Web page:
Time to count our blessings and rejoice

In just two days, 2014 will come to an end and a new year begins. As usual the New Year will be ushered in with a lot of merry-making and a great deal of expectations - usually good ones.

In just two days, 2014 will come to an end and a new year begins. As usual the New Year will be ushered in with a lot of merry-making and a great deal of expectations – usually good ones.

But before we get there, as Rwandans, we still have time to look back on the one just ending and count our blessings and even name them. I think overall, we can be satisfied. We have met most of our targets, missed others, maybe not by much.

Things are certainly looking up and the statistics show it – not just our own, but also of outside observers. Many of these observers are not known for giving credit even where it is clearly due.

In fact, they are famous for negating what is obvious and evident to any right-thinking person
About two weeks ago CNN and the Mail and Guardian reported that life expectancy of Rwandans had increased from 49 years to 66 in the last 23 years, the best performance in sub-Saharan Africa.

A little over ten days ago FIFA, football’s world governing body, released its latest rankings. Rwanda is at number 68 – its highest position ever.

Now, our football has not been particularly impressive lately. One can imagine what position we would have if we were performing as we should.

According to other reports, it turns out that Rwanda is now the world’s largest exporter of coltan. And it is not simply exporting raw minerals, but also adding value to them.

Africa Review reported nearly two weeks ago that a Rwandan mining company had produced its first concentrate of tin from the Musha and Ntunga mines in Rwamagana District.

Now, this news will come as a surprise and even disappointment to quite a few people. There are those who think our fabled hills are only empty protrusions into the sky.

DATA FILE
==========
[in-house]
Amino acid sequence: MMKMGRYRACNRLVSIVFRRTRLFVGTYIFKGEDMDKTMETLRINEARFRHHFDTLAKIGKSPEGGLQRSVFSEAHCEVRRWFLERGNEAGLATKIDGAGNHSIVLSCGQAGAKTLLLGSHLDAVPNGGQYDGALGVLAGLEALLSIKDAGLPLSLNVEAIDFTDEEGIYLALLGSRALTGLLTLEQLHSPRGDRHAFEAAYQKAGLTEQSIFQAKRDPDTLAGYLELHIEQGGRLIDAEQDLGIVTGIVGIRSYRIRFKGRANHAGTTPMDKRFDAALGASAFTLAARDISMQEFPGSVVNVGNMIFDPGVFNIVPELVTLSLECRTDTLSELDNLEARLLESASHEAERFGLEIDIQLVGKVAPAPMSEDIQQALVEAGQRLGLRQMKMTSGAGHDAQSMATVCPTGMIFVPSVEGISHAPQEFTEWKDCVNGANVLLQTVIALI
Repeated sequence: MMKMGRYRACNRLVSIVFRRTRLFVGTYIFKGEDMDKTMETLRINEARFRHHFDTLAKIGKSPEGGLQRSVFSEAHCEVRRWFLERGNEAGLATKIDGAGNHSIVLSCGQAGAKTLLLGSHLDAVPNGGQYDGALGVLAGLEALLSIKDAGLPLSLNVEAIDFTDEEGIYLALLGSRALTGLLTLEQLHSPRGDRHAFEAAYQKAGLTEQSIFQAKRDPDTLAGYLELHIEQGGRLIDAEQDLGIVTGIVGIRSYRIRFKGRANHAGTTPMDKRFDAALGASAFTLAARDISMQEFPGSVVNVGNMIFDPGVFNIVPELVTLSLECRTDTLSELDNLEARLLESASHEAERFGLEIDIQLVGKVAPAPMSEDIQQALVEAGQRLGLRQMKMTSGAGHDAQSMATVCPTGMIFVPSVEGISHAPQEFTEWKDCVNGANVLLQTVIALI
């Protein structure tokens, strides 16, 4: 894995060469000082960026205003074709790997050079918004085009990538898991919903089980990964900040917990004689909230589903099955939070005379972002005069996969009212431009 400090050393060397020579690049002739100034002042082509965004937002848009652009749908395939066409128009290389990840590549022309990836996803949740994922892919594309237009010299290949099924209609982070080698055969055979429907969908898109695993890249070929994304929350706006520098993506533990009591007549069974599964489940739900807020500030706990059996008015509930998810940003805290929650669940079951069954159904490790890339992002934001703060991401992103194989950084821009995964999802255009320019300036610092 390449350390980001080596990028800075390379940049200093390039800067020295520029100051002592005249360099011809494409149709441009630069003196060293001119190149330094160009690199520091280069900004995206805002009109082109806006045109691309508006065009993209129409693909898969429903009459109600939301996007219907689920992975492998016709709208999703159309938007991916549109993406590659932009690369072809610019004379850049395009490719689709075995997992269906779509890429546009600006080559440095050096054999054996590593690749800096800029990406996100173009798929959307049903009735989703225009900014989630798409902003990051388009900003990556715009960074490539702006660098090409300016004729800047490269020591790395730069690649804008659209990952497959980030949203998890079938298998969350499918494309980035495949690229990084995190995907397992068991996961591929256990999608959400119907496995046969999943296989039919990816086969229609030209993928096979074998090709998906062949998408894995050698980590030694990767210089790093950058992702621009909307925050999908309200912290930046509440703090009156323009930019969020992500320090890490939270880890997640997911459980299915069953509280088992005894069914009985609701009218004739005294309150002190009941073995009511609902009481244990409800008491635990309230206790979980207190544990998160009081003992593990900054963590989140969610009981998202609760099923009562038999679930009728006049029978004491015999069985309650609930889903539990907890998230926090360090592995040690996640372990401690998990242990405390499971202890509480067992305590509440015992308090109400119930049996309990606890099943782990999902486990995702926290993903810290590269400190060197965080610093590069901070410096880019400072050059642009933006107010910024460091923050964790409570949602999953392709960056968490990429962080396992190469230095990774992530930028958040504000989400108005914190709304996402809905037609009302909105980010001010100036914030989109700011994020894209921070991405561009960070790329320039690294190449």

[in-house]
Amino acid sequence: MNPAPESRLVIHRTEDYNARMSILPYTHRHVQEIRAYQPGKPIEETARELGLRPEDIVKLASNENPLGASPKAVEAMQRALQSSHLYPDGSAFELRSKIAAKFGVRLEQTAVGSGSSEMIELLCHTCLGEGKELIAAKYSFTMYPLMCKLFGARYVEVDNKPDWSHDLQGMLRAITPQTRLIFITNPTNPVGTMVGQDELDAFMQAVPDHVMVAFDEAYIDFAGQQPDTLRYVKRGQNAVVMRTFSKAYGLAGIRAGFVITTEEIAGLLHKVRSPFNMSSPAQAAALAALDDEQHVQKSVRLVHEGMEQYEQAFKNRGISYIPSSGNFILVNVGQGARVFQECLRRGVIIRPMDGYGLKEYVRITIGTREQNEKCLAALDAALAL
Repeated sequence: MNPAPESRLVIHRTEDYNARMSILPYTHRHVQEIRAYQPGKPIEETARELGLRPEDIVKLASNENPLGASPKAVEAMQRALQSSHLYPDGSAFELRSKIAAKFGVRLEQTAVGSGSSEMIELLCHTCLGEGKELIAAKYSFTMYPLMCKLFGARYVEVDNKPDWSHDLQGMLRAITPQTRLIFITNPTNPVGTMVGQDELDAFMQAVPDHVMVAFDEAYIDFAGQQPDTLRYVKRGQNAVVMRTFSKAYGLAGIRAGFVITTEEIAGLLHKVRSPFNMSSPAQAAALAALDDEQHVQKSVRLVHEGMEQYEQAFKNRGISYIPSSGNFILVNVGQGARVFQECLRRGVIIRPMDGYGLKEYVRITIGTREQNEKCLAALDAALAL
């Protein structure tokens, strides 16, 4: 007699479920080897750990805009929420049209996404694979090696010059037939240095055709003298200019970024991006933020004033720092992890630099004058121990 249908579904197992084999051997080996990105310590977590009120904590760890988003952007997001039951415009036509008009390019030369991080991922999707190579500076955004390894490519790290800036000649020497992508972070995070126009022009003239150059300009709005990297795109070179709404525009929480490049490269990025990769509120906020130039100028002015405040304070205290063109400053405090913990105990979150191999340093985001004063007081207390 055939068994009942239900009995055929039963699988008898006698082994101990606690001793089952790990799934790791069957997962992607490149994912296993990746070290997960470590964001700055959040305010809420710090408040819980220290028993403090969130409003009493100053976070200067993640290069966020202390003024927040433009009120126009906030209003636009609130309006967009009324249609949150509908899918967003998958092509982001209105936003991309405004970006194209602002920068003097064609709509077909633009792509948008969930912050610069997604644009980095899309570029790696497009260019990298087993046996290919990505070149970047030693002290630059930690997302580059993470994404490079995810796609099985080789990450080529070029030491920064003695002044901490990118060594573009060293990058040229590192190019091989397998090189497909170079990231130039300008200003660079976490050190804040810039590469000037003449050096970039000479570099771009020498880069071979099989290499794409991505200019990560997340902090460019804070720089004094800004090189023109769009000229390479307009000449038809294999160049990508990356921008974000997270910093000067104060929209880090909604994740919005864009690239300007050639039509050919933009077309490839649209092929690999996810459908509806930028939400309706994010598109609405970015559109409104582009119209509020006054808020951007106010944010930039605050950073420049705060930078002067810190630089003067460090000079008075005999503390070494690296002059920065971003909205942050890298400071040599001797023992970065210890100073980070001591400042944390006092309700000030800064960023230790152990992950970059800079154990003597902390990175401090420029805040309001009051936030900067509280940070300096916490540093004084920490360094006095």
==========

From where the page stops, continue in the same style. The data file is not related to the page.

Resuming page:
They might have to rethink their attitude. There are others who take us for thieves – that whatever minerals we claim to possess are stolen from a scandalously resource-rich but otherwise impoverished and careless neighbour.

This surely is now impossible, even unthinkable, given that the neighbour is heavily guarded by thousands of foreign troops, some of them hostile to Rwanda and only there to protect the commercial interests of their countries, nay, of their leaders.

Also, armed gangs sworn to the destruction of today’s Rwanda freely roam the country and leave mayhem and destruction in their wake.

The good news in mining was followed by more good news from the Legatum Institute. It started with what we all know – that Rwanda has the lowest perception of corruption in Africa.

Other positive stats follow. Rwanda is the eighth most prosperous country in Africa, and the best improver in this respect.

It lies sixth in regulation and government effectiveness, and eighth in the rule of law.

There are other stats on economic performance and so on.

All these things we know and we should be celebrating them. Ordinarily the mood in the country should be upbeat. And it is in characteristically Rwandan fashion.

That is, you wouldn’t know it unless you are Rwandan. Because, you see, we feel it inside and may be it glows on the outside, but we don’t shout about it. We are not exhibitionist.

I am afraid I am being the exception and going against the national grain and trumpeting our blessings. But I suppose occasionally a justified blast of the trumpet is surely in order.

In the last two weeks, President Paul Kagame has been reminding Rwandans that this year that is ending in two days’ time indeed did bring its own blessings, and that feeling upbeat would not exactly be out of place.

For instance, he reminded us of the previous three years when we were caught in a regional storm whipped up by distant international actors and buffeted from side to side, but still survived.

Daggers were out and held against our collective side, but we kept our poise and went about our business as if everything was normal. A mill of lies was tied around our collective neck, but in the end, at the tug of truth, the rope snapped and the mill fell harmlessly away.

In the President’s words, we were vindicated. And so here we are counting our blessings.
Judging from what we have gone through in the past and the way we have come out of it, there is every indication that we can weather other, more violent storms. That assurance comes from our experience and the choices we have had to make along the way.

Again the words of President Kagame at the twentieth commemoration of the genocide of the Tutsi say it all: We chose to stay together, united, to be accountable to ourselves and to think big.

And so, going into 2015, we should be stronger, resolute and more resilient. No doubt there will be other trials, but there will also be blessings and achievements to celebrate, even in our own, unassuming way.

I wish you a Happy and Prosperous 2015. Happy New Year!